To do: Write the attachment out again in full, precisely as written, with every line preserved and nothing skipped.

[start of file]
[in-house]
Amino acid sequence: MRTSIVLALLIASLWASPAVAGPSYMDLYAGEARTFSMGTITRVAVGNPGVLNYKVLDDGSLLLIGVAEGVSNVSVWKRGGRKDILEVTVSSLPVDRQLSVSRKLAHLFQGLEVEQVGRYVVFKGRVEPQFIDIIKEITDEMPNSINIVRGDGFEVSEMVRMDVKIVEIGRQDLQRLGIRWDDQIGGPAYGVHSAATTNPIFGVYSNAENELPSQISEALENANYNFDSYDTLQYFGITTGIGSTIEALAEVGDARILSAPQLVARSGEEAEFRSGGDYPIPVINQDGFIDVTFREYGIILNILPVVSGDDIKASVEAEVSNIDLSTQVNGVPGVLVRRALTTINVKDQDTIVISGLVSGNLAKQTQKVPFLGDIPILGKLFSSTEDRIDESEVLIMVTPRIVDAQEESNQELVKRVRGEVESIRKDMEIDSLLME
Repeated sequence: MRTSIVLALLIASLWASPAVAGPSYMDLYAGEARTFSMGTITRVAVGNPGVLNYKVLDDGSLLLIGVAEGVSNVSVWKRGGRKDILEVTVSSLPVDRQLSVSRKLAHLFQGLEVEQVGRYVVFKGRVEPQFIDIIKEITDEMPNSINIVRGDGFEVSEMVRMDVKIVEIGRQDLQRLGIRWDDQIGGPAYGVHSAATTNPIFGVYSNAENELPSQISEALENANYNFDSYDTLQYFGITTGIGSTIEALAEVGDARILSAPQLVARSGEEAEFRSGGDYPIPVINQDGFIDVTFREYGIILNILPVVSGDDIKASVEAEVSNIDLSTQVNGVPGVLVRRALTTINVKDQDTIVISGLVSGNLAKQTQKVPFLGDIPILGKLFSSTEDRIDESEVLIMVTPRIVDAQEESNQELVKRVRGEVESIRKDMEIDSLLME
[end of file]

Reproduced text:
[in-house]
Amino acid sequence: MRTSIVLALLIASLWASPAVAGPSYMDLYAGEARTFSMGTITRVAVGNPGVLNYKVLDDGSLLLIGVAEGVSNVSVWKRGGRKDILEVTVSSLPVDRQLSVSRKLAHLFQGLEVEQVGRYVVFKGRVEPQFIDIIKEITDEMPNSINIVRGDGFEVSEMVRMDVKIVEIGRQDLQRLGIRWDDQIGGPAYGVHSAATTNPIFGVYSNAENELPSQISEALENANYNFDSYDTLQYFGITTGIGSTIEALAEVGDARILSAPQLVARSGEEAEFRSGGDYPIPVINQDGFIDVTFREYGIILNILPVVSGDDIKASVEAEVSNIDLSTQVNGVPGVLVRRALTTINVKDQDTIVISGLVSGNLAKQTQKVPFLGDIPILGKLFSSTEDRIDESEVLIMVTPRIVDAQEESNQELVKRVRGEVESIRKDMEIDSLLME
Repeated sequence: MRTSIVLALLIASLWASPAVAGPSYMDLYAGEARTFSMGTITRVAVGNPGVLNYKVLDDGSLLLIGVAEGVSNVSVWKRGGRKDILEVTVSSLPVDRQLSVSRKLAHLFQGLEVEQVGRYVVFKGRVEPQFIDIIKEITDEMPNSINIVRGDGFEVSEMVRMDVKIVEIGRQDLQRLGIRWDDQIGGPAYGVHSAATTNPIFGVYSNAENELPSQISEALENANYNFDSYDTLQYFGITTGIGSTIEALAEVGDARILSAPQLVARSGEEAEFRSGGDYPIPVINQDGFIDVTFREYGIILNILPVVSGDDIKASVEAEVSNIDLSTQVNGVPGVLVRRALTTINVKDQDTIVISGLVSGNLAKQTQKVPFLGDIPILGKLFSSTEDRIDESEVLIMVTPRIVDAQEESNQELVKRVRGEVESIRKDMEIDSLLME